Wednesday, 9 September 2009

Lucy Gayheart

Much as I admire Elizabeth Taylor's writing I can only spend so long in her world before longing to escape to the plains and prairies of America with a Willa Cather novel. I've been wanting to read Lucy Gayheart for a long time. There's nothing quite like starting a new novel is there?

I'm feeling all the L M Montgomery love and I particularly liked the anonymous comment from a lady who has a copy of the novel which belonged to her mother. That's what Vintage Reads is all about. Beloved books that are passed down through the generations.


Frisbee said...

Lucy Gayheart is Joanne Woodward's favorite, and in the '90s she talked of making a movie of it. But i learned this summer through my Red Cloud tour that Willa Cather added something in her will about not making movies - she was furious about an adaptation of A Lost Lady!

So perhaps this is why Woodward's movie never came along. Wouldn't Cather be more popular if her works were dramatized?

I love Lucy Gayheart.

Rachel said...

This is another one on the TBR pile. I am yet to read a Willa Cather but I do own several and should really read them soon.

I want to come across a pile of lovely old L M Montgomery books and immerse myself in them. Elaine's posts on Random Jottings and yours about The Blue Castle have awoken a longing in me to read her. Can you believe I have lived all my 23 years without having read Anne of Green Gables?!

Minervamouse said...

Willa Cather is one of those writers I have always meant to read but have never got around to so far. That will change!
Passing on beloved books is a lovely thing to do - I inherited my late mum's copies of What Katy Did and Little Women as well as a lot of 1920's school stories that absolutely fascinated me growing up in the 1960's and I have duly passed them on to my daughters too (they both loved the first two but were not so keen on the school stories!)
Favourite vintage book though is a Victorian copy of Jane Eyre (a second edition I think) that belonged to my great-grandmother. Reading it is seriously atmospheric.
Lovely blog by the way!

tuesday said...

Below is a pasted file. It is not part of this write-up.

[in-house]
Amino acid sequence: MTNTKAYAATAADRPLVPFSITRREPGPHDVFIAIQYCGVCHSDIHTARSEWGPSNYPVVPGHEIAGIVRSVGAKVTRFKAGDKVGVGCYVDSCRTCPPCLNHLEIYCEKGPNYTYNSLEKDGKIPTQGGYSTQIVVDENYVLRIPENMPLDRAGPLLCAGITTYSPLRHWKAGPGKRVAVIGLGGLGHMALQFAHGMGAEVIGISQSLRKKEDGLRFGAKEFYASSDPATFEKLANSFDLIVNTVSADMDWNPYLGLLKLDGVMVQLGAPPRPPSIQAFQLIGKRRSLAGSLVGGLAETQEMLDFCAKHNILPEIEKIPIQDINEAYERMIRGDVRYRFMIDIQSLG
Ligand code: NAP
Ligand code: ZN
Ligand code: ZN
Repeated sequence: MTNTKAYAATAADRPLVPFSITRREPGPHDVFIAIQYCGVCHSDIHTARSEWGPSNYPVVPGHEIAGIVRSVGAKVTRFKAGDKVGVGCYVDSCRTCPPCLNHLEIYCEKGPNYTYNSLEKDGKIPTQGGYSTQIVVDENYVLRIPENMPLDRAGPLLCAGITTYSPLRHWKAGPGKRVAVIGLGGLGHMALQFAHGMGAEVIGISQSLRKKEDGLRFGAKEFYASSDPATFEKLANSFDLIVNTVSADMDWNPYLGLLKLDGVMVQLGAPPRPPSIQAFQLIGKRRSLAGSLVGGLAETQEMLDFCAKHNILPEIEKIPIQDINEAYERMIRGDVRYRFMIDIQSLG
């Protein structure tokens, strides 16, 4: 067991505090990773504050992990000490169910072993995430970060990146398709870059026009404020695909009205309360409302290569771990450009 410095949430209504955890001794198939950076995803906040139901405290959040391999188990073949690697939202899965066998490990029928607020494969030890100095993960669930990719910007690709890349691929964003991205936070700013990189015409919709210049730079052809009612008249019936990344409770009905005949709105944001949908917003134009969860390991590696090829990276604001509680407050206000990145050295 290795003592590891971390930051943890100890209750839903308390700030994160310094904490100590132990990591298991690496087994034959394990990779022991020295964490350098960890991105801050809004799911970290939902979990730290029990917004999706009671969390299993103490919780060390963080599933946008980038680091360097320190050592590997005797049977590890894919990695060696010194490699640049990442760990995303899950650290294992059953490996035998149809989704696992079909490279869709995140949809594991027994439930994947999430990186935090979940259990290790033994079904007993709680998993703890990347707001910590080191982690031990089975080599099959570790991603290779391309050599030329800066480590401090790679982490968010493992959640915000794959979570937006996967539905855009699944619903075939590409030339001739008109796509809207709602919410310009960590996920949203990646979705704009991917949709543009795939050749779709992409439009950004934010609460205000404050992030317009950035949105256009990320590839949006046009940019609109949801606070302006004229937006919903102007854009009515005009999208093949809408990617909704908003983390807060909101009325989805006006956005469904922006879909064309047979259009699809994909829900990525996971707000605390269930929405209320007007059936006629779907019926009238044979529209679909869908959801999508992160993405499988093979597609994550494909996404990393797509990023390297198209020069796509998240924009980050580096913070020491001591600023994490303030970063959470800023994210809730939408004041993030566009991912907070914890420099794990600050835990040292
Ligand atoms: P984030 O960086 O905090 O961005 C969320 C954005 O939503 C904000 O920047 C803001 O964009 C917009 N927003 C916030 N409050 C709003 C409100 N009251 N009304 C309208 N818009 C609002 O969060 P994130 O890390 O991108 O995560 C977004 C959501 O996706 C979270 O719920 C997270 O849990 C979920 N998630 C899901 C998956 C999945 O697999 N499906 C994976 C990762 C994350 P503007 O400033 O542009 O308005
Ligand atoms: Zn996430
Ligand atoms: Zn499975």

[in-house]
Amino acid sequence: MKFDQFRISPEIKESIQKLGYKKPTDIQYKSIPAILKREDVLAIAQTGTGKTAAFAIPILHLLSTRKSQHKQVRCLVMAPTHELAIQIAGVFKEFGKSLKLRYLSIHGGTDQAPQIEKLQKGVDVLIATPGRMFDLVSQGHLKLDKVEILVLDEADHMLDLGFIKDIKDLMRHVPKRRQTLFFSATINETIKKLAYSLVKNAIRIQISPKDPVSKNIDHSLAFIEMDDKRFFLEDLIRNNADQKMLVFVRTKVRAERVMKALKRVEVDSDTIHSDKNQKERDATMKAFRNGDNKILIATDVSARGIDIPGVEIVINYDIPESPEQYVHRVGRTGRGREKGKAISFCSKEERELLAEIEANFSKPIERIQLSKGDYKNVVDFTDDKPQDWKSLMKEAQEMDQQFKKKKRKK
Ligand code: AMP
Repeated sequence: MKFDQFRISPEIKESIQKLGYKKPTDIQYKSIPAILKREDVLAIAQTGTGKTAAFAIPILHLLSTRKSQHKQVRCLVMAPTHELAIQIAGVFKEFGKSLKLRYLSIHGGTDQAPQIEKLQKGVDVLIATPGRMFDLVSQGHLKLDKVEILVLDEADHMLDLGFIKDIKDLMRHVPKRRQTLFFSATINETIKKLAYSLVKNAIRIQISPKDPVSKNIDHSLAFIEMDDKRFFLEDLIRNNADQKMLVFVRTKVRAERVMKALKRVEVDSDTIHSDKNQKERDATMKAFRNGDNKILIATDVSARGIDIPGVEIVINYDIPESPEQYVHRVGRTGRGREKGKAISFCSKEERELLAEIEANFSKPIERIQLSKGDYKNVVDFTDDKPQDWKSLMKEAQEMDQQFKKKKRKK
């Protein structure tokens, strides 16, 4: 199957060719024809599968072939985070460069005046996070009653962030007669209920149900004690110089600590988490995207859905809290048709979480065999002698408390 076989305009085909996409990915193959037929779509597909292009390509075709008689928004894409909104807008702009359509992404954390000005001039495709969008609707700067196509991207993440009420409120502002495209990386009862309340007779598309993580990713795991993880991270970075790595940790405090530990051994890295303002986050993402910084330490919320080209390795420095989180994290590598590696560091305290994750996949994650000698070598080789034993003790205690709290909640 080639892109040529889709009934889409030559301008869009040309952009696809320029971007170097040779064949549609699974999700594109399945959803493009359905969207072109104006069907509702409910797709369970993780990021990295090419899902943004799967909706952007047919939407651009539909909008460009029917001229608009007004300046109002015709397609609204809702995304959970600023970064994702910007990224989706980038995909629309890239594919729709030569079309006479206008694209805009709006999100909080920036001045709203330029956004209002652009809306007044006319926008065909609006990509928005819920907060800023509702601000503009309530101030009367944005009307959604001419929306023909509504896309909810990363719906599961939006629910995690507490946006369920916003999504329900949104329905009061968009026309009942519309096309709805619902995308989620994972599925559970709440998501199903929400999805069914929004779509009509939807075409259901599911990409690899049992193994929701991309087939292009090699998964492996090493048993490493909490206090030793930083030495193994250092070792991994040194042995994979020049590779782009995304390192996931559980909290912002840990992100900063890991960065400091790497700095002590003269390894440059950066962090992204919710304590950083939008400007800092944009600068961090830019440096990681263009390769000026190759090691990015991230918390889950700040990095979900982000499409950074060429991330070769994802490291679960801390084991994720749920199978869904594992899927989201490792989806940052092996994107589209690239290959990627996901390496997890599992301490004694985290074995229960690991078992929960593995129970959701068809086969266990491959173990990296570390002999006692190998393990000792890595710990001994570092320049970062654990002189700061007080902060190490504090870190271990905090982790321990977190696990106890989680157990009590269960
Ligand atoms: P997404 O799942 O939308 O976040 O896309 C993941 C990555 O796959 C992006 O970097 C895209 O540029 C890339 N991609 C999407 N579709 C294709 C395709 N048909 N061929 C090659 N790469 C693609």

Nicola, you always seem to read the loveliest (most lady-like) books! You could almost begin your own line of books, like Persephone :)

I've always wondered... is the novelist Elizabeth Taylor the same as the movie star, or a different person altogether?

Minervamouse said...

I am feeling very pleased with myself as I have managed to request both Lucy Gayheart AND The Blue Castle from the library! I did try to find them to buy but The Blue Castle was only available from a very few Canadian retailers and would have cost far more than I could afford for one book! Have bought My Antonia though!
Also bought a compilation of Elizabeth Bowen's short stories as I remember reading some of her novels during my Rosamund Lehmann/Elizabeth Taylor/Katherine Mansfield phase many years ago.

zetor said...

Many thanks for your kind words and prayers following my FIL's death.

Thomas said...

Willa Cather is a goddess of literature and a goddess of the American plains. And wildly under-read.

Vintage Reading said...

Frisbee, what a brilliant book. So nice that Joanne Woodward - a woman of integrity - admires it too. What Cather novel do you recommend I read next? I've read O Pioneers, A Lost Lady, My Antonia, The Professor's House and Song of the Lark.

Rachel, I first came to LM Montgomery in my forties so you have a start on me! I think you would like Willa Cather.

Minervamouse, I love Jane Eyre, too. I'm well overdue for a re-read. How wonderful to have a Victorian edition. I've never persevered with Elizabeth Bowen I really should.

Tuesday, yes, I'm a laydee!! ET is a different person to the violet-eyed movie star. A very good writer but I find a certain coldness in her prose.

Zetor, hi, hope you are OK.
Nicola xx

Thomas, always a delight to 'meet' a Willa Cather reader. My blog is rather dominated with WC reviews because, as you say, she is a goddess of American literature.

Mad Housewife said...

You've read all my favorites. I'm planning to reread One of Ours because the Willa Cather Newsletter & Review (from the Willa Cather Foundation) devotes its latest issue to it.

I love your blog on Lucy Gayheart! Nobody reads that, and it's so good.